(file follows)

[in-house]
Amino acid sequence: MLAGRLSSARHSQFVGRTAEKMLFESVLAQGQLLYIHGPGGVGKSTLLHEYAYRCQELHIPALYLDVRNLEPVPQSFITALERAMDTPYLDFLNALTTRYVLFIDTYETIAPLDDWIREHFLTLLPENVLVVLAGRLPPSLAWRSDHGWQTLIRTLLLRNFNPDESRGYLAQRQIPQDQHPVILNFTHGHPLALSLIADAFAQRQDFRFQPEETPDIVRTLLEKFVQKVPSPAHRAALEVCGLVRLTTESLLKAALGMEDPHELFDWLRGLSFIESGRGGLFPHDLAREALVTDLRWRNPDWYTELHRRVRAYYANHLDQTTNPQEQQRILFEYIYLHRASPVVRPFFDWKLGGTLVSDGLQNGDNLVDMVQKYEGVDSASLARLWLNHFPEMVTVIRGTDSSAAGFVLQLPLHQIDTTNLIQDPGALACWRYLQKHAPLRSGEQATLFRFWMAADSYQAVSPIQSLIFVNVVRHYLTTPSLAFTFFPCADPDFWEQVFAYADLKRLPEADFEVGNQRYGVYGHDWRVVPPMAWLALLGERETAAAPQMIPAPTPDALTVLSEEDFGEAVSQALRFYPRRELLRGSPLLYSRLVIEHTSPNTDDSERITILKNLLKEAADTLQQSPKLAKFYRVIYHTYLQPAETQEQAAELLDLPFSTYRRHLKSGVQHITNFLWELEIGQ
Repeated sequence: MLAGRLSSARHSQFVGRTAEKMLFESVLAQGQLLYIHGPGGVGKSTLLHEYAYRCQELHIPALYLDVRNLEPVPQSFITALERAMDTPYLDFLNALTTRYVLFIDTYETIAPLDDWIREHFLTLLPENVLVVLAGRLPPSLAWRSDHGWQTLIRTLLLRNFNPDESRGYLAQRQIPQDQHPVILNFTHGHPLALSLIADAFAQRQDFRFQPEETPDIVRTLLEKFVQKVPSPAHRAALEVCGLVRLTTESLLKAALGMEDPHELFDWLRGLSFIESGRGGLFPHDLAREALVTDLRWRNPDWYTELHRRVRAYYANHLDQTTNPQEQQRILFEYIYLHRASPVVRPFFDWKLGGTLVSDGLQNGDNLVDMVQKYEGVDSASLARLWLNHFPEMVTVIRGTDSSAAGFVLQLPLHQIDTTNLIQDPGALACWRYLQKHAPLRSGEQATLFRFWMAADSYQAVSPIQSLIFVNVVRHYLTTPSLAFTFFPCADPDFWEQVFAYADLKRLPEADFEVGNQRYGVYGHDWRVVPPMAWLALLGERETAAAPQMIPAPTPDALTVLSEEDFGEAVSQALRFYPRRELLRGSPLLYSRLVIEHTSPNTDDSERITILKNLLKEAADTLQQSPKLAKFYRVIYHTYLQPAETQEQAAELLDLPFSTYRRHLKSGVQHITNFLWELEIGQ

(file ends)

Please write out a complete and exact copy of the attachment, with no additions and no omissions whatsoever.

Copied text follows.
[in-house]
Amino acid sequence: MLAGRLSSARHSQFVGRTAEKMLFESVLAQGQLLYIHGPGGVGKSTLLHEYAYRCQELHIPALYLDVRNLEPVPQSFITALERAMDTPYLDFLNALTTRYVLFIDTYETIAPLDDWIREHFLTLLPENVLVVLAGRLPPSLAWRSDHGWQTLIRTLLLRNFNPDESRGYLAQRQIPQDQHPVILNFTHGHPLALSLIADAFAQRQDFRFQPEETPDIVRTLLEKFVQKVPSPAHRAALEVCGLVRLTTESLLKAALGMEDPHELFDWLRGLSFIESGRGGLFPHDLAREALVTDLRWRNPDWYTELHRRVRAYYANHLDQTTNPQEQQRILFEYIYLHRASPVVRPFFDWKLGGTLVSDGLQNGDNLVDMVQKYEGVDSASLARLWLNHFPEMVTVIRGTDSSAAGFVLQLPLHQIDTTNLIQDPGALACWRYLQKHAPLRSGEQATLFRFWMAADSYQAVSPIQSLIFVNVVRHYLTTPSLAFTFFPCADPDFWEQVFAYADLKRLPEADFEVGNQRYGVYGHDWRVVPPMAWLALLGERETAAAPQMIPAPTPDALTVLSEEDFGEAVSQALRFYPRRELLRGSPLLYSRLVIEHTSPNTDDSERITILKNLLKEAADTLQQSPKLAKFYRVIYHTYLQPAETQEQAAELLDLPFSTYRRHLKSGVQHITNFLWELEIGQ
Repeated sequence: MLAGRLSSARHSQFVGRTAEKMLFESVLAQGQLLYIHGPGGVGKSTLLHEYAYRCQELHIPALYLDVRNLEPVPQSFITALERAMDTPYLDFLNALTTRYVLFIDTYETIAPLDDWIREHFLTLLPENVLVVLAGRLPPSLAWRSDHGWQTLIRTLLLRNFNPDESRGYLAQRQIPQDQHPVILNFTHGHPLALSLIADAFAQRQDFRFQPEETPDIVRTLLEKFVQKVPSPAHRAALEVCGLVRLTTESLLKAALGMEDPHELFDWLRGLSFIESGRGGLFPHDLAREALVTDLRWRNPDWYTELHRRVRAYYANHLDQTTNPQEQQRILFEYIYLHRASPVVRPFFDWKLGGTLVSDGLQNGDNLVDMVQKYEGVDSASLARLWLNHFPEMVTVIRGTDSSAAGFVLQLPLHQIDTTNLIQDPGALACWRYLQKHAPLRSGEQATLFRFWMAADSYQAVSPIQSLIFVNVVRHYLTTPSLAFTFFPCADPDFWEQVFAYADLKRLPEADFEVGNQRYGVYGHDWRVVPPMAWLALLGERETAAAPQMIPAPTPDALTVLSEEDFGEAVSQALRFYPRRELLRGSPLLYSRLVIEHTSPNTDDSERITILKNLLKEAADTLQQSPKLAKFYRVIYHTYLQPAETQEQAAELLDLPFSTYRRHLKSGVQHITNFLWELEIGQ